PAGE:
Today, Hamilton’s concept is all we are left with. Anyone who argues for the original idea of direct democracy might be seen as a dangerous radical. So, the voter opts for a particular candidate and in doing so leaves that candidate to make his or her own decisions. A majority of voters might be in favour of capital punishment but that counts as nothing against the opinion of the elected representative. A majority might be against the invasion of Iraq, but in a representative democracy, their views have no standing. In a further twist, the views of the elected representatives do not count when balanced against the views of the Cabinet. The views of the Cabinet do not count against the views of the prime minister. In guarding against the tyranny of the mob, representative democracy gives tyrannical powers to one man who gets his way by lying.
Representative democracy, in effect, gives little power to the voter. The voter makes a choice on the basis of the party manifesto, the personality and record of a particular candidate. The only control over the candidate’s performance is to vote for someone else at the next election, which maybe five years away. The candidate/representative may break every promise in the manifesto and may even change party but still stay in parliament without consulting the voters.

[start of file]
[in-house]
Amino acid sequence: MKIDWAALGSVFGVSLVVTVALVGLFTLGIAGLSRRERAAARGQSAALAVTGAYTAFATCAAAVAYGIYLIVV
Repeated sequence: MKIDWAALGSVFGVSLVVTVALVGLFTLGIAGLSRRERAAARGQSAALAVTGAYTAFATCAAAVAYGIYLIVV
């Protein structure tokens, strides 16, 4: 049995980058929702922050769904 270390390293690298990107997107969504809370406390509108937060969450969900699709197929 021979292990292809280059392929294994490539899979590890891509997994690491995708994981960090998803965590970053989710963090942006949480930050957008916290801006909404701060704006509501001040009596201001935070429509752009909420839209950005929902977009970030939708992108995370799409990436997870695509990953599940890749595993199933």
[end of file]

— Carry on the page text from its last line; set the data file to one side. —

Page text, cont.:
John Stuart Mill ran for the British parliament in 1865. His campaign was very unlike a modern one. He refused to spend any money. When a raucous working class crowd asked him whether he had written that the working class were habitually liars, he had no hesitation in saying “yes”. The audience cheered and one of their numbers stood up to announce that the workers needed friends not flatterers.
Government of the people by the people
One definition of democracy is “government of the people by the people”. What do we mean by “people”? Throughout history, suffrage has been limited to certain groups – freemen, whites, property-owners, the educated, the mature in years. It may not be generally realised that Switzerland, often thought of as an ancient democracy (more of that in a later article) did not grant the vote to women in all elections until 1991. Women got the vote in Ceylon in 1931.
“Democracy” is often seen as synonymous with liberal democracy, which is expected to include elements such as political pluralism and equality before the law. Majority rule is often listed as a characteristic of democracy, but it is possible for a party or candidate to rule with a numerical minority of votes. See Bush v Gore.